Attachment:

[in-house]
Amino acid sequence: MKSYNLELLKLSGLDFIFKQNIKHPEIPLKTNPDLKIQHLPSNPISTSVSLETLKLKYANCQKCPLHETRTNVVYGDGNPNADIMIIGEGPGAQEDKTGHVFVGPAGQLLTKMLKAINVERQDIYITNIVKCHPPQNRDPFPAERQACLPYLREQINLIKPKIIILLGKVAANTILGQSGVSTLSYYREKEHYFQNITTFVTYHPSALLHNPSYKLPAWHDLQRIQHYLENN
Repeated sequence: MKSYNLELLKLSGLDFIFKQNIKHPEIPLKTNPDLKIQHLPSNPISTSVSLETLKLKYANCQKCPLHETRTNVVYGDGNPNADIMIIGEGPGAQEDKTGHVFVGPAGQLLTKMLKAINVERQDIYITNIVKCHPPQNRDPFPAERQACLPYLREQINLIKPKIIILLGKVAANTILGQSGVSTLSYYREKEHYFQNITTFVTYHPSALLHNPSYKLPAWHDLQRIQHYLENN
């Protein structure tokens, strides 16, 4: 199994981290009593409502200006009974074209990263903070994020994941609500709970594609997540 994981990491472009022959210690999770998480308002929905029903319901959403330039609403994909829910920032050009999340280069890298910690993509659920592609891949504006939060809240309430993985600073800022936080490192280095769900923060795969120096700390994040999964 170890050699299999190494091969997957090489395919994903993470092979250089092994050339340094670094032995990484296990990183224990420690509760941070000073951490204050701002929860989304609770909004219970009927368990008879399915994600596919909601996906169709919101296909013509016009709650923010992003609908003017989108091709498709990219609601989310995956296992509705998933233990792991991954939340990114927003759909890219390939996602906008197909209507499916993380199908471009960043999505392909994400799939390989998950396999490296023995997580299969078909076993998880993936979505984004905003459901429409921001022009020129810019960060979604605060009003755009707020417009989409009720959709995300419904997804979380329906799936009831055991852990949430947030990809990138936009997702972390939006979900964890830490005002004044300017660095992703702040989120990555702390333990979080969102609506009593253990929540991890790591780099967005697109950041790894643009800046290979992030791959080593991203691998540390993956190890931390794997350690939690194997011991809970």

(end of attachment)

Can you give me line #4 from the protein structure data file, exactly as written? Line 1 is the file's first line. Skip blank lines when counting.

């Protein structure tokens, strides 16, 4: 199994981290009593409502200006009974074209990263903070994020994941609500709970594609997540 994981990491472009022959210690999770998480308002929905029903319901959403330039609403994909829910920032050009999340280069890298910690993509659920592609891949504006939060809240309430993985600073800022936080490192280095769900923060795969120096700390994040999964 170890050699299999190494091969997957090489395919994903993470092979250089092994050339340094670094032995990484296990990183224990420690509760941070000073951490204050701002929860989304609770909004219970009927368990008879399915994600596919909601996906169709919101296909013509016009709650923010992003609908003017989108091709498709990219609601989310995956296992509705998933233990792991991954939340990114927003759909890219390939996602906008197909209507499916993380199908471009960043999505392909994400799939390989998950396999490296023995997580299969078909076993998880993936979505984004905003459901429409921001022009020129810019960060979604605060009003755009707020417009989409009720959709995300419904997804979380329906799936009831055991852990949430947030990809990138936009997702972390939006979900964890830490005002004044300017660095992703702040989120990555702390333990979080969102609506009593253990929540991890790591780099967005697109950041790894643009800046290979992030791959080593991203691998540390993956190890931390794997350690939690194997011991809970």